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Differing Opinions on Heroin Prevention:

Opinions differ in the United States on what causes the problem of drug abuse in general, and heroin abuse in particular, and these opinions have resulted in a variety of approaches to prevention.

"The approaches based on these opinions have developed through recent decades," explains the directors of the Haight Ashbury Free Clinic in San Francisco, "[with] one or another gaining ascendancy, depending often on the prevailing attitudes about drugs, politics, young people and a number of other factors."As additional abuse prevention approaches emerge, experts grow even more divided over how the nation's limited allocation of prevention funds should be spent.

Experts do widely agree on a few basic premises of heroin prevention.

One is the belief that heroin-abuse prevention is an extremely high-stakes endeavor, and that its primary objective should be to guard vulnerable children and teens from the drug's dangers. Another widely accepted premise is summed up by Barry McCaffrey, director of the Office of National Drug Control Policy: "Since most drug users do not begin with heroin, but turn to heroin after using other drugs, the most useful heroin prevention efforts are those aimed at keeping young people away from [those other] drugs in the first place."Consequently, the prevention of heroin abuse and the prevention of the abuse of these so-called gateway drugs are often considered synonymous by prevention experts.

Yet another premise that is commonly embraced by experts holds that an ill-conceived drug abuse prevention strategy can be more than just ineffective; it can backfire and result in increased experimentation with a given drug. The potential for such a pitfall was demonstrated by the first drug abuse prevention effort in the United States. Launched during the 1930s, this strategy did feature some understanding of the link between the use of gateway drugs such as marijuana and eventual experimentation with potentially lethal drugs such as heroin. This approach featured little understanding of human nature, however, and sought to keep young people away from all drugs by using scare tactics, exaggerations, and falsehoods about marijuana. Reefer Madness, an educational film made by the Federal Bureau of Narcotics during the late 1930s, was the epitome of this prevention approach. "The film depicts the downfall of a promising young man after one puff of marijuana," author Mathea Falcon writes: "Instantly he becomes violent, abusive, and sexually aggressive, shocking his friends and his boss, and ending his chances for success. The message is clear: Marijuana has transformed a son of the middle class into a crazed criminal." Since, as was the case with illegal heroin use, illegal marijuana use prior to the 1960s occurred for the most part in lower-class, innercity areas, and out of the view of the majority of Americans, this image of the lunatic marijuana user prevailed in the United States for many years. During the early 1960s, however, the growing number of young people who were opposed to American involvement in the Vietnam War began to mistrust and question many of the standards and values long held by society. Among the many things they began to reevaluate was what they had been told about marijuana, and use of the drug began to trickle into the middle class.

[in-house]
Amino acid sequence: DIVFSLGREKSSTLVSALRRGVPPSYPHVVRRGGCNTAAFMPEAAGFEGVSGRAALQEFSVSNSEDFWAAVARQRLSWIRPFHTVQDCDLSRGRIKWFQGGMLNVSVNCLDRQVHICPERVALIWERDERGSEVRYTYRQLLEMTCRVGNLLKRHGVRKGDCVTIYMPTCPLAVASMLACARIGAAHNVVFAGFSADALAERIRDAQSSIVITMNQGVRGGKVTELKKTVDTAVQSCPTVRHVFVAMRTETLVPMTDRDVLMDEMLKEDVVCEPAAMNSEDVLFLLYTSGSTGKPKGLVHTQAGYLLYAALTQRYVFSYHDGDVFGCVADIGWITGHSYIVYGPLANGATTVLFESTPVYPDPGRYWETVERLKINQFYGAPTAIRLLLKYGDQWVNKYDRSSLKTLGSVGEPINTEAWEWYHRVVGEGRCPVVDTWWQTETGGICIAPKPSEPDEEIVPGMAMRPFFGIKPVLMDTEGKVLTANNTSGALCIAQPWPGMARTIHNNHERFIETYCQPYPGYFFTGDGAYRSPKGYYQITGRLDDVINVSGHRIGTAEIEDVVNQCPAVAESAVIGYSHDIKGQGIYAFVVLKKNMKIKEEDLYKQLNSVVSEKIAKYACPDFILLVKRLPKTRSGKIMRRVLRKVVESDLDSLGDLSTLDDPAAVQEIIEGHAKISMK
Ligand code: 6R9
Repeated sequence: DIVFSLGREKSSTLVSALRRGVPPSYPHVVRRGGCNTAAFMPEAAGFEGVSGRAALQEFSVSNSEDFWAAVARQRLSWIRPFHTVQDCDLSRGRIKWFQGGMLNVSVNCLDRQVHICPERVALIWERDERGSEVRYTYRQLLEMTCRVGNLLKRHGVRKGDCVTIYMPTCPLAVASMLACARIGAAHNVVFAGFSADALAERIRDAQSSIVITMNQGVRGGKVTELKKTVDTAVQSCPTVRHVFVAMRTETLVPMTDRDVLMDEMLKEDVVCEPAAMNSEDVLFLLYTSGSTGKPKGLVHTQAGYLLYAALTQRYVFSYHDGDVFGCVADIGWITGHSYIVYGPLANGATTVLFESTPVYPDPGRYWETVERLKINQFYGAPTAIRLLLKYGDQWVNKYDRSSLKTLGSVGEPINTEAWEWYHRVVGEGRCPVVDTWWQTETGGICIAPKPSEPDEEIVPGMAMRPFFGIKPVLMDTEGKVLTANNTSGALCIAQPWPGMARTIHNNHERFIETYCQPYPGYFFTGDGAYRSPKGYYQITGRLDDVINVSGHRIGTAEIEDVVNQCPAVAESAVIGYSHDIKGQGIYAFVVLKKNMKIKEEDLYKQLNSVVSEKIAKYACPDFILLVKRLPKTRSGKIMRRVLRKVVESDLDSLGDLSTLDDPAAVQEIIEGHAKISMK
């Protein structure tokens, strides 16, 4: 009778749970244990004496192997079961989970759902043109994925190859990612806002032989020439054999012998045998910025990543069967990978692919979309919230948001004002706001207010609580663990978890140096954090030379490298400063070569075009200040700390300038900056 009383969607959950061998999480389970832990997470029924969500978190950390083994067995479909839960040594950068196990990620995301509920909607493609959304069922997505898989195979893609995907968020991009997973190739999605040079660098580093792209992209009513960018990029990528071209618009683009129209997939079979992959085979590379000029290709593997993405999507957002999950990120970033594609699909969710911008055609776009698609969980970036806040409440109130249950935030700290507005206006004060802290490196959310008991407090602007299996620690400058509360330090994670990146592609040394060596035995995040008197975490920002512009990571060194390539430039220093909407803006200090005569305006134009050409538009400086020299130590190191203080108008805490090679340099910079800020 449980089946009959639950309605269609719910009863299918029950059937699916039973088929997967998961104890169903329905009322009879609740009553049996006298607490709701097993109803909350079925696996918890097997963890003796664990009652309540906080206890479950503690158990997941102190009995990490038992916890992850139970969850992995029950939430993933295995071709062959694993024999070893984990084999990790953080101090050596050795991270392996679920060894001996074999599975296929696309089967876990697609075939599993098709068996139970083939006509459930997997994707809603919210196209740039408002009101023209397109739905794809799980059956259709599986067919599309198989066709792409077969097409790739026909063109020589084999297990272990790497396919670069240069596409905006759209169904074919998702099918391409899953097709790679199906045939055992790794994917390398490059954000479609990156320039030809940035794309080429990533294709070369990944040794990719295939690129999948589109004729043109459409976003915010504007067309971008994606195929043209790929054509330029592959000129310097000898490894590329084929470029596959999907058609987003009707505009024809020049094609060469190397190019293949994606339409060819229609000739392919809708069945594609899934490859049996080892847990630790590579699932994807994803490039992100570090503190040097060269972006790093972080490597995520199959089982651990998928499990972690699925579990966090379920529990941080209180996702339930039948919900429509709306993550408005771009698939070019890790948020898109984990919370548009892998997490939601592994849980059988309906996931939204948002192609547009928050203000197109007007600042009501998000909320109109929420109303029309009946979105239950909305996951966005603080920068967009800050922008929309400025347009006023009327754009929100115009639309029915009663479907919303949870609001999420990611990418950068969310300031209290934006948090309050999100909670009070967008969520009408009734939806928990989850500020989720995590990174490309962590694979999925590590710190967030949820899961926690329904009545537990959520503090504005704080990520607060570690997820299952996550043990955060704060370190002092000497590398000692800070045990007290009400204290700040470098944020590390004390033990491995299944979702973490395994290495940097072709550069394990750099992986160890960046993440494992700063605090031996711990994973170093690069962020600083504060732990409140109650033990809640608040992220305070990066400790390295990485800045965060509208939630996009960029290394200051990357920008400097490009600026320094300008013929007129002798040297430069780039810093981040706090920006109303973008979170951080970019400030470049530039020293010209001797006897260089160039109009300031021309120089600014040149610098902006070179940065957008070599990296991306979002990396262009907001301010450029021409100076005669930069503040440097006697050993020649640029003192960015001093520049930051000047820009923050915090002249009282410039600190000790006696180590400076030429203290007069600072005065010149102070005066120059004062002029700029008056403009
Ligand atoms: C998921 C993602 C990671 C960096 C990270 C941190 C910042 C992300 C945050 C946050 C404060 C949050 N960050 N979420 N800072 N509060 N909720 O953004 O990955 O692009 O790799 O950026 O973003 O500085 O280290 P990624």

As more and more teens discovered that the drug had been misrepresented, the damages of the scare tactics that had been employed for decades were twofold: not only was the legitimate harmfulness of marijuana use overshadowed by the absurd exaggerations, but the serious dangers that had been attributed to drugs such as heroin were dismissed by teens as more lies. Epidemics of both marijuana and heroin abuse occurred among teens during the 1960s, and the film Reefer Madness became a cult favorite among drug-using young people throughout the United States.

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